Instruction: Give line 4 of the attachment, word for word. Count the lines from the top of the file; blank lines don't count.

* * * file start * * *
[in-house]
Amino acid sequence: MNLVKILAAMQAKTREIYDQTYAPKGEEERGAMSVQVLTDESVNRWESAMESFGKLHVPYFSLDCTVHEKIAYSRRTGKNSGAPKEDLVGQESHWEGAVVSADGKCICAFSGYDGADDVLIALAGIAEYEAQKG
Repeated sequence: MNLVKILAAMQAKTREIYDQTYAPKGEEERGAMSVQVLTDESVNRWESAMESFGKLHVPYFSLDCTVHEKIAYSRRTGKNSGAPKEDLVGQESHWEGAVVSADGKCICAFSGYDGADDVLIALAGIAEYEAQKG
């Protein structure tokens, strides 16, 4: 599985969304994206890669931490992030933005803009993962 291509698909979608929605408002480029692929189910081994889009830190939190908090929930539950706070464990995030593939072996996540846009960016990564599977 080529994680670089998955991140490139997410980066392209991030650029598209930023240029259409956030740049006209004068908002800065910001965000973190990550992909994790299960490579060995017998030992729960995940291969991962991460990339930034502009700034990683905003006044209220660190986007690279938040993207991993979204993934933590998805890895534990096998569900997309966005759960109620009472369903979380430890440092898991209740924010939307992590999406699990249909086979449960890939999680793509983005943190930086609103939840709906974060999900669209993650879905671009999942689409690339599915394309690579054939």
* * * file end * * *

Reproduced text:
């Protein structure tokens, strides 16, 4: 599985969304994206890669931490992030933005803009993962 291509698909979608929605408002480029692929189910081994889009830190939190908090929930539950706070464990995030593939072996996540846009960016990564599977 080529994680670089998955991140490139997410980066392209991030650029598209930023240029259409956030740049006209004068908002800065910001965000973190990550992909994790299960490579060995017998030992729960995940291969991962991460990339930034502009700034990683905003006044209220660190986007690279938040993207991993979204993934933590998805890895534990096998569900997309966005759960109620009472369903979380430890440092898991209740924010939307992590999406699990249909086979449960890939999680793509983005943190930086609103939840709906974060999900669209993650879905671009999942689409690339599915394309690579054939």